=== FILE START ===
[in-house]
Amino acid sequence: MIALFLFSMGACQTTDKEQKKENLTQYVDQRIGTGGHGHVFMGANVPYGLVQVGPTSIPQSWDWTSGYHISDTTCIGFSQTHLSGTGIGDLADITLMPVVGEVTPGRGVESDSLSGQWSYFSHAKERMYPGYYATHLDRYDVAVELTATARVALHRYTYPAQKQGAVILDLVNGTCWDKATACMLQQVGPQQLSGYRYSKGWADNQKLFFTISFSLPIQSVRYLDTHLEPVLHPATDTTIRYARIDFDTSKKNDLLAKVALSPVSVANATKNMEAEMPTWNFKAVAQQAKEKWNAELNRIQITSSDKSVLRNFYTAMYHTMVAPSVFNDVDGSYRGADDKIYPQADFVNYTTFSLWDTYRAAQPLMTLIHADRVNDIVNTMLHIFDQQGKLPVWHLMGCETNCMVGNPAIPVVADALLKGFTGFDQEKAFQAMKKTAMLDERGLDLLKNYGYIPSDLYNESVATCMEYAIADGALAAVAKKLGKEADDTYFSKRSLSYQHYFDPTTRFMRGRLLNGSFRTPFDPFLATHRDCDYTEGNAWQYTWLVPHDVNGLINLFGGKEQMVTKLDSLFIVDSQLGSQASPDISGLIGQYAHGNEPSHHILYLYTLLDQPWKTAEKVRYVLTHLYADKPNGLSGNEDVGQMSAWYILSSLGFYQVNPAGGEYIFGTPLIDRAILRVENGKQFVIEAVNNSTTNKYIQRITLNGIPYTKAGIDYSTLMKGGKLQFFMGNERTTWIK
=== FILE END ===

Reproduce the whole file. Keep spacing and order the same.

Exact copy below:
[in-house]
Amino acid sequence: MIALFLFSMGACQTTDKEQKKENLTQYVDQRIGTGGHGHVFMGANVPYGLVQVGPTSIPQSWDWTSGYHISDTTCIGFSQTHLSGTGIGDLADITLMPVVGEVTPGRGVESDSLSGQWSYFSHAKERMYPGYYATHLDRYDVAVELTATARVALHRYTYPAQKQGAVILDLVNGTCWDKATACMLQQVGPQQLSGYRYSKGWADNQKLFFTISFSLPIQSVRYLDTHLEPVLHPATDTTIRYARIDFDTSKKNDLLAKVALSPVSVANATKNMEAEMPTWNFKAVAQQAKEKWNAELNRIQITSSDKSVLRNFYTAMYHTMVAPSVFNDVDGSYRGADDKIYPQADFVNYTTFSLWDTYRAAQPLMTLIHADRVNDIVNTMLHIFDQQGKLPVWHLMGCETNCMVGNPAIPVVADALLKGFTGFDQEKAFQAMKKTAMLDERGLDLLKNYGYIPSDLYNESVATCMEYAIADGALAAVAKKLGKEADDTYFSKRSLSYQHYFDPTTRFMRGRLLNGSFRTPFDPFLATHRDCDYTEGNAWQYTWLVPHDVNGLINLFGGKEQMVTKLDSLFIVDSQLGSQASPDISGLIGQYAHGNEPSHHILYLYTLLDQPWKTAEKVRYVLTHLYADKPNGLSGNEDVGQMSAWYILSSLGFYQVNPAGGEYIFGTPLIDRAILRVENGKQFVIEAVNNSTTNKYIQRITLNGIPYTKAGIDYSTLMKGGKLQFFMGNERTTWIK